Warning: this is a rant post. I rarely indulge in rants, but today I feel that it is totally necessary. Here are my personal thoughts on why the residual stigma of independent/self publishing needs to end. It’s a new day people.
Back in the olden days of publishing ( a whole ten years ago) independent publishing was often considered a last resort by most writers. Self publishing was a sort of consolation prize. Authors tirelessly queried agents and/or major publishing houses, and if they weren’t one of the chosen few, they either published through a vanity press or self publishing resource. The upside was that they got their work published! The downside was that more often than not, said work was not up to industry standards. And so began the stigma of self published books. Readers are discerning, and back in the day, they quickly learned that purchasing a self published book was risky. At the time, self published might as well have been synonymous with low quality.
Well, I’m here to proclaim that it’s time for the stigma to stop! Independent publishing has evolved at a rapid pace. It is now the preferred form of publishing for many authors; even those that have previously published through one of the big five publishing houses. Many writers are no longer putting out sub par work, thanks in large part to the gigantic network of freelance editors, cover designers, and formatters. Lot’s of self published books can easily sit on the shelf next traditionally published books, and compete at the same level.
Thanks to the e-book revolution, independent writers are now able to reach a broad base of potential readers with little monetary investment. Previously, independent writers had to take a gamble on ordering and paying for X amount of books in the hopes of selling the majority of them. Now, an independent writer with a solid marketing plan can easily sell thousands of books. Independently published authors also avoid getting locked into disadvantageous publishing contracts. There’s no stress over meeting the demands of a contract and earning beyond their advance in order to see additional profit.
Self-published authors are so freaking phenomenal that they’re often courted by major publishing houses. That’s right. The much sought after big dogs of publishing are known to reach out to a successfully independently published author because they recognize the writer’s talent and readership. That’s a game changer y’all. Could there actually come a day when major publishing houses only consider working with authors that have previously self published? Along with a query letter and synopsis, will publishing houses also require an independently published author’s sales report? You might think I’m reaching, but I wouldn’t be surprised in the least if it happened in the next five years or so. Remember that you heard it here first!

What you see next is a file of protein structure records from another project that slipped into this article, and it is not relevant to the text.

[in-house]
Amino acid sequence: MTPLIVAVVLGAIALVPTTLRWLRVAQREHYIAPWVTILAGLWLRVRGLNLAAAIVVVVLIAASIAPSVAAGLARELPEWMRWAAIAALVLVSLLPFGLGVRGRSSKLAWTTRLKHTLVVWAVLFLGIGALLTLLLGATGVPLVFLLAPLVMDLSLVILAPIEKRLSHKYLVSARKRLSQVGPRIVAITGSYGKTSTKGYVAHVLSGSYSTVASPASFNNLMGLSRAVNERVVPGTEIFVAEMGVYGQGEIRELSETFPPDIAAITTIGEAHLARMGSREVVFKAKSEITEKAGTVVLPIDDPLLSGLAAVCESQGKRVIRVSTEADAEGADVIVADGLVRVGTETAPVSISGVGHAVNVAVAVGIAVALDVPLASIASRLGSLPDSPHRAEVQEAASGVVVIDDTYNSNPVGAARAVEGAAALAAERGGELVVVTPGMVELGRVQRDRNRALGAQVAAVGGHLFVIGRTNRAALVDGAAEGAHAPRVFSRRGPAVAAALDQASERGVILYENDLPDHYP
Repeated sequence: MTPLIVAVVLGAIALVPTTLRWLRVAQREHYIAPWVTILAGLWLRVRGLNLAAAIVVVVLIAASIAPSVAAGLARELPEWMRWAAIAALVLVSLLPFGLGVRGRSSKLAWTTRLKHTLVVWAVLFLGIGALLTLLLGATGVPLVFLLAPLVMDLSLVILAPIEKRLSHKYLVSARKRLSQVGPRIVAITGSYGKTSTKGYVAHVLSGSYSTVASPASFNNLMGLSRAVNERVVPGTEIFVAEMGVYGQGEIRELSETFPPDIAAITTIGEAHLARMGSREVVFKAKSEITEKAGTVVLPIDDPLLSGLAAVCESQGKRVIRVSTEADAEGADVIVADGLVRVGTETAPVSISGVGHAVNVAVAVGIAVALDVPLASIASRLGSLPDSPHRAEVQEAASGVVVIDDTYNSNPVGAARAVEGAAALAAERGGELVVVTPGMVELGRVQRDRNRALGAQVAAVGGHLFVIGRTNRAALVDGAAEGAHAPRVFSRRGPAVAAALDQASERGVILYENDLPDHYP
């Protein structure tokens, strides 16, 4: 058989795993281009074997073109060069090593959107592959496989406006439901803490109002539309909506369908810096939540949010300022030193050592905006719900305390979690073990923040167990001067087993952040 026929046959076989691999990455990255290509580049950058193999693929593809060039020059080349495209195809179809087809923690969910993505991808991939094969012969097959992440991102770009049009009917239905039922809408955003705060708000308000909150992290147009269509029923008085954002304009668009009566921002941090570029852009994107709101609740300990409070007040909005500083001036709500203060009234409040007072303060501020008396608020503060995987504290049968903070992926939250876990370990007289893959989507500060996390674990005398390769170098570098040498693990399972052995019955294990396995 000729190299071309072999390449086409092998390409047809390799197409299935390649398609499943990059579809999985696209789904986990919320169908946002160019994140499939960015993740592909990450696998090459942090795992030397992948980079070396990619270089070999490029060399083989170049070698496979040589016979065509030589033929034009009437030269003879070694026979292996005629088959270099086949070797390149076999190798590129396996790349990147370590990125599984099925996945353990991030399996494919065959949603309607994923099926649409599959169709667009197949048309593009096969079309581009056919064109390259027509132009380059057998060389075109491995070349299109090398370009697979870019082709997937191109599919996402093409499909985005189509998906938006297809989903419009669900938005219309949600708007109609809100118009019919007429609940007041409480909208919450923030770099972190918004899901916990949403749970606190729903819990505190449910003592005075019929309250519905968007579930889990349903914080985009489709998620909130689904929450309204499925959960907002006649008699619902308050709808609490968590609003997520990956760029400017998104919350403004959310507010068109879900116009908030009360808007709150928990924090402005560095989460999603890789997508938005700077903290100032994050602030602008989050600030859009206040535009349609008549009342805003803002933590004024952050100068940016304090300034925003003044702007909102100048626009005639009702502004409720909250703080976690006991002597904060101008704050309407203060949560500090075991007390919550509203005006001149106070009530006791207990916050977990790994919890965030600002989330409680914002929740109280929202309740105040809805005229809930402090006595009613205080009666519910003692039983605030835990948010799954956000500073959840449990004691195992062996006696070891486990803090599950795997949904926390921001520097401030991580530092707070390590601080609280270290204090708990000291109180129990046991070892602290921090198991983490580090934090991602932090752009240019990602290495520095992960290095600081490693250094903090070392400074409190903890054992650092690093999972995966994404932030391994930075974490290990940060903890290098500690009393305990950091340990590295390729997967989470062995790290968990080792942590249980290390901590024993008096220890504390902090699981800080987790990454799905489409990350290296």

The Bottom Line
Independent publishers are mavericks. They’re the cowboys of our literary wild west; the intellectual gangsters of the publishing underworld. They’re entrepreneurs, risk takers and optimists. They’re writers that like having options and complete creative control. But most of all, they’re awesome. Anyone who thinks otherwise should probably go take a long walk off a short pier.
What’s your take on self-published books these days?
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Photo credit: GetAmbITion / Foter / Creative Commons Attribution-NonCommercial-NoDerivs 2.0 Generic (CC BY-NC-ND 2.0)
6 thoughts on “Why the Residual Stigma of Independent Publishing Needs to End”
I totally agree with you on this! Publishers are just getting antsy and trying to add more stigma to it, because indie authors are starting to realise they can have complete control of their own works and do well at it 🙂
Exactly! I see a day when indie authors are able to use their success to negotiate super beneficial contracts with traditional publishers. It’s probably already happening. Thanks for stopping by and don’t be a stranger!
I think it’s great that authors can now (affordably!) publish their own works and potentially find an audience for their books. Most books, traditionally or independently published, don’t sell well, so I think that authors need to go into publishing not for the money, but because they love writing and sharing their stories.
So true Quanie. Writing is not the profession to get into if you’re all about the benjamins! It’s definitely a labor of love. Although, I do secretly fantasize about seeing my name on the NY Times bestseller’s list…chaa-ching!
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